Lesson Plan: Removing Copper Stains from Masonry

    In this lab, students investigate the use of milk of magnesia poultice to remove copper stains on masonry in copper architecture. They use chalk as the model for masonry, copper(II) chloride solution as a model for soluble copper and a freshly prepared slurry of copper phosphate as a model for a hard stain of copper on masonry. Through a series of investigations students have the opportunity to connect chemistry topics with real-world applications, such as environmental hazards, engineering practices of copper architecture, corrosion control, and structural protection.

  • Renewable Energy, Electricity, Reduction, Redox Reaction, Oxidation, Photosynthesis, Electron Transfer | High School

    Lesson Plan: Color Solar Power!

    In this lesson students will make a dye-sensitized solar cell (also known as DSC or Gratzel cell) using extracts from blackberries, raspberries, blueberries, red cabbage, strawberries, beetroot, spinach and dried hibiscus petals. Students will measure the voltage and the current of various light sources using the created solar cells and then compare the effectiveness of each.

  • Precipitate, Electron Configuration, Valence Electrons, Balancing Equations, Classification of Reactions, Solubility Rules, Electrons | High School

    Lesson Plan: Transition Metals Color the World

    In this lesson students will complete a series of double replacement reactions to form precipitates. The precipitates will be used as a pigment to create paint.

  • Balancing Equations, Reduction, Activity Series, Redox Reaction, Chemical Change, Oxidation | High School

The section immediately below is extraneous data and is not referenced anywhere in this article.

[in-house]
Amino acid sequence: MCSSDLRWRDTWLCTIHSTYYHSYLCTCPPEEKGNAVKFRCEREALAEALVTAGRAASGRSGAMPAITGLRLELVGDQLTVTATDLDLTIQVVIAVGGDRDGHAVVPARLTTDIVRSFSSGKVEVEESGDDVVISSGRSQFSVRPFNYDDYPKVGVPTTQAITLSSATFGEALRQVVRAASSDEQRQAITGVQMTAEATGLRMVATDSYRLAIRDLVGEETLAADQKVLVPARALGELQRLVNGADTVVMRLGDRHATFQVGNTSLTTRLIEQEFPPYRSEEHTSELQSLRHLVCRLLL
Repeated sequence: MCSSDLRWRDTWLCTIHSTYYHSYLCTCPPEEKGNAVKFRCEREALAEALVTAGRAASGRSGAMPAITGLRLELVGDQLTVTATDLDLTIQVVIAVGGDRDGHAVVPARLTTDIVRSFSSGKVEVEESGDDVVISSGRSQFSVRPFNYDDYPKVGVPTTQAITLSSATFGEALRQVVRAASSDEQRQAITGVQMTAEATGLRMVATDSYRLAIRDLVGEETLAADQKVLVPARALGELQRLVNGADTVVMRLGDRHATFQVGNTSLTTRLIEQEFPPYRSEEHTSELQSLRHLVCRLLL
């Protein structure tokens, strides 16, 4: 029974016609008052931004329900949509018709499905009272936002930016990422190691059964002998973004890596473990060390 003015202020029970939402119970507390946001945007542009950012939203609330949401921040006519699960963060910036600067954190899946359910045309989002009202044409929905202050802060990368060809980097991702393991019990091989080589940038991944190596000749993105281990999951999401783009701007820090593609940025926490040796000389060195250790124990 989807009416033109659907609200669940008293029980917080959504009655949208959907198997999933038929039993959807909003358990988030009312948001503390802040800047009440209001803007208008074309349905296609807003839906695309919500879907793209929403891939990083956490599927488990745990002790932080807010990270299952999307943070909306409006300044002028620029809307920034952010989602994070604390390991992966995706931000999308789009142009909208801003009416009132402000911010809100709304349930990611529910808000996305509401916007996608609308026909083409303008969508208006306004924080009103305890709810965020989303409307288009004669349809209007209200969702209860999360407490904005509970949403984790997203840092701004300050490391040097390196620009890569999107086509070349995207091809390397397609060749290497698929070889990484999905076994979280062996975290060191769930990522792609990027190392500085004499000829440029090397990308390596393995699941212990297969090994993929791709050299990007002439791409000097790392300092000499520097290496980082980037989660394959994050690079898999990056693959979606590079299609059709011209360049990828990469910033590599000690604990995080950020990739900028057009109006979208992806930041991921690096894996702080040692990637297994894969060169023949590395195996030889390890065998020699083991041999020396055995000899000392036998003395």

Lesson Plan: Single Displacement Reactions with Test Tube Diagrams

    In this lesson students will perform and analyze two single displacement reactions and prepare and manipulate Test Tube Diagrams to depict the activity at the molecular level. Using manipulatives representing individual ions, atoms and molecules for the various reactants and products, they will accurately represent species in the solid, gaseous and aqueous states by correlating the Test Tube Diagram to the complete ionic equation for each reaction. They will determine the reactants and products responsible for color, as well as identify which species is oxidized and which is reduced.

  • Concentration, Reaction Rate, Reduction, Redox Reaction, Chemical Change, Oxidation, Beer's Law | High School

    Lesson Plan: Rustbusters! A Lab Activity on Corrosion

    In this lesson students learn about factors affecting the rate of corrosion and evaluate the efficiency of different protective coatings to simulate products used in industry when building metal structures like ships or bridges.

  • Precipitate, Net Ionic Equation, Classification of Reactions, Solubility Rules | High School

    Lesson Plan: Do it Yourself Color!